Will the U.S. become a monarchy or a dictatorship as Ancient Rome did? Conditions are not the same. The Romans were weary after seventy-five years of civil strife and many looked for a strong man. Augustus was a masterful politician. Donald Trump, on the other hand, is mentally unstable and clearly incompetent. His rule will fall of its own weight. In due time reason will return to government. But how can we prevent this debacle from recurring?  Several things come to mind. Eliminating the Electoral College and establishing one citizen, one vote would be a good start. Reversing the Citizens United decision is essential. Outlawing Gerrymandering and voter suppression, and better oversight of election results will also make our elections more democratic.


  1. This is excellent, I’m sharing it.

    There are a couple of additional concerns. Precisely because of their military backgrounds, and their culture of death (after Sulla’s Reign of Terror, there weren’t enough Senators left to carry on business), the Romans were overwhelmingly conservative. Not just politically, but socially, intellectually, technically, economically.

    The first thought that comes to mind is that the machines the Cistercians used in the Medieval, which lay the groundwork for many technical advances of the Renaissance, they found in Roman manuscripts.

    But the Romans didn’t use their machines. Slave labor was cheaper.. The irony, of course, is that the machines chould have freed up their labor to do more than pack-animal work, and improve the entire Roman economy.

    A parallel happened with the Cotton Gin. Whitney introduced it to obviate slave labor, which was already declining. In fact, it made cotton more lucrative, and increased the slave labor trade. But the North, without slave labor, was more productive, more inventive, and had a higher median standard of living.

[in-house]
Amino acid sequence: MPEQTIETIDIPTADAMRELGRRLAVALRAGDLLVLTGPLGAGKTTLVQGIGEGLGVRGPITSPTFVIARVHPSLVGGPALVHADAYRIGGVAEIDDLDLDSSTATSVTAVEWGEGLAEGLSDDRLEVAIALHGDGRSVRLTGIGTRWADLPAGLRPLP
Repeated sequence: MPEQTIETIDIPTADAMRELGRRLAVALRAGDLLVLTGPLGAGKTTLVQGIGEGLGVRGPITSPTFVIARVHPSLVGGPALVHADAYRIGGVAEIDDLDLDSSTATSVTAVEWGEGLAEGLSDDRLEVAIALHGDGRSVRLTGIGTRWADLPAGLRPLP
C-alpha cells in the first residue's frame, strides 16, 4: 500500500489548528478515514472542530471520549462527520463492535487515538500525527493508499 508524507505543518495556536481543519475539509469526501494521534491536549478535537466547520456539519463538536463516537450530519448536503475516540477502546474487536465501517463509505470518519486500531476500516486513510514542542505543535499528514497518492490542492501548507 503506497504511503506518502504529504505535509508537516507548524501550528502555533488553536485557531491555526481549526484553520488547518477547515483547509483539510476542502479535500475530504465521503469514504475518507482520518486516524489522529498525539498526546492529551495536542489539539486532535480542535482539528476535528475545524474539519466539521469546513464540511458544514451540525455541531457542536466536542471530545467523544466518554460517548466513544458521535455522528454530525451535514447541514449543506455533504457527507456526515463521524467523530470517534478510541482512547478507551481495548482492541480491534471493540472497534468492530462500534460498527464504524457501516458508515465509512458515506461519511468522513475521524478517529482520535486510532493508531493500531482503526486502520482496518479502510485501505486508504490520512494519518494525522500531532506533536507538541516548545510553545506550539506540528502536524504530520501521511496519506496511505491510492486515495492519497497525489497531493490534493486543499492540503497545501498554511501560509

As de Tocqueville said, “Slavery dishonors labor.”

    Which brings us back to your well-stated thesis. We could argue that Rome’s mercenaries and paid soldiers were indentured servants, temporary slaves. And slaves made Rome weak.

  2. Thank you for your thoughts, Joe. As Ectorius points out in The Death of Carthage, the Romans never entertained a thought about ending slavery. “An end to slavery would be a wonderful thing, and so would an end to war,” said Polybius, “but neither of those things will ever happen, or if they do it will be in hundreds or thousands of years. At this point such things are not even worth thinking about.”
    Clearly Polybius thought that my views on the subject of slavery were little short of insanity, but we’ve remained friends over many years. Whenever I hold forth on the subject I’m met with incredulous looks and
    glassy eyed stares, so I generally only do that when I’ve had more wine than I should.”
    It may be argued that modern America, where 50% of workers do not take home enough money to meet their expenses, and the middle class millennials who aspire to higher education are so burdened with debt that they cannot buy homes, marry or have children, has created a new form of slavery, and as you point out, slaves make a society weak. The U.S. under Trump has abdicated its role in world leadership (Merkel: “we’re on our own now.”) and despite (or perhaps because of) our military might, we are becoming a weak nation.